OLD Media Moves

Newsweek's Allan Sloan talks business

October 3, 2005

If you don’t know who Allan Sloan is, then you’re not serious about business journalism. As the Wall Street editor for Newsweek, Sloan is one of the most readable and entertaining journalists when it comes to writing about business, the economy and personal finance. He writes in a style even the average person can understand, and he writes about topics and issues that have an effect on the business world. Here is his most-recent column.

I had an opportunity to talk with Allan this morning by telephone from his home office in New Jersey, where he was working today because of the Rosh Hashana holiday that begins at sundown. Working at home allows him to work right up to sundown.

And Allan had some great insights, as usual. He got thrown into business journalism like so many of us and had to find his way around the beat. But he always focused on what affected people, and that’s what has made him a four-time Loeb winner.

Here are some of his better points:

1. Sloan was highly critical of business journalists today who like to be pseudo-investment analyst: “I just hope in the end business journalism doesn’t turn into just an advertising vehicle and lose site of what it’s supposed to do. We’re supposed to comfort the afflicted and afflict the comfortable. Too many people are acting out there like junior stock pickers. If we were really good at picking stocks and making investments, we should be on Wall Street instead of selling our picks for 50 cents a paper.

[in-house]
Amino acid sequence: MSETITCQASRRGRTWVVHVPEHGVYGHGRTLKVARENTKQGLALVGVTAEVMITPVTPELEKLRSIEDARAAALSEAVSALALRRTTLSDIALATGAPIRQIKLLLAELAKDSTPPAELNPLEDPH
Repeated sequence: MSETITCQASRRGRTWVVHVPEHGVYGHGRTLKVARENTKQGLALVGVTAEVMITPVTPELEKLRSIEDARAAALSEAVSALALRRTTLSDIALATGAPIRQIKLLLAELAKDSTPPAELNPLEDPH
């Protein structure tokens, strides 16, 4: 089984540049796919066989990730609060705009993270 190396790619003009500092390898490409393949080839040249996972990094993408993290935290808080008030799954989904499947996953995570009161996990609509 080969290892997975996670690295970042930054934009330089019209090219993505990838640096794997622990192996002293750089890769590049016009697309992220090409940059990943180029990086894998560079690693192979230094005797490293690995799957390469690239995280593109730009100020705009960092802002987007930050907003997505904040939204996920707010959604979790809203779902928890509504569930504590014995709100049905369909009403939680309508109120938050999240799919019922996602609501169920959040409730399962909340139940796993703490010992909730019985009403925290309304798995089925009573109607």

“The idea that they can tell people what stocks to buy and what investment strategies to take is ludicrous. It’s very, very dangerous, and we saw this during the stock bubble. I was out there saying no all the time, and a lot of people didn’t want to hear it. Publishing that stuff was not the right thing to do. Being the skunk at the garden party is not a lot of fun, but if the Federal Reserve won’t do it, then I will.”

2. His writing style was borrowed from The Wall Street Journal leaders that he read in the late 1960s and early 1970s: “I would take apart their leader stories and learn the technique. I would say, ‘This is great. These are stories you could really read.’ They were putting tons of opinions in there with funny expressions. I just swiped them all, and put some of my own in there. It admit it, whereas others haven’t. But the Journal had great influence on a lot of writers.”

3. He still enjoys writing about business, even though its been his career for 36 years now: “When I hit it right, I get to tell several million people who read The Washington Post and Newsweek what is happening and influence what is happening. That’s sort of neat. Forty years ago, the best I could do was multiple two-digit numbers in my head and budget my checkbook. Now, look at who I work for and the influence I have. That’s what I like. I like influencing events and helping out the readers and training the new generation.”

4. He still takes pride in stories he wrote more than 30 years ago at the Charlotte Observer: “In Charlotte, because I was the real estate reporter and nobody would talk to me, I ended up stumbling across a major scandal involving Duke Power where it turned out that Duke had done all sorts of land transactions and somehow the rate payers had ended up with the costs but the stock holders ended up with the profits. At that point, the person who was the largest homebuilder in the South had agreed to build all electric apartments. That was good for Duke, but not so good for the natural gas company in town. It happened to come out about the same time Duke Power was asking for a rate increase. It created a whole lot of uproar in Raleigh that ended up reducing their rates. I would have been even prouder if I had known what I was writing about, but the story made all the difference.”

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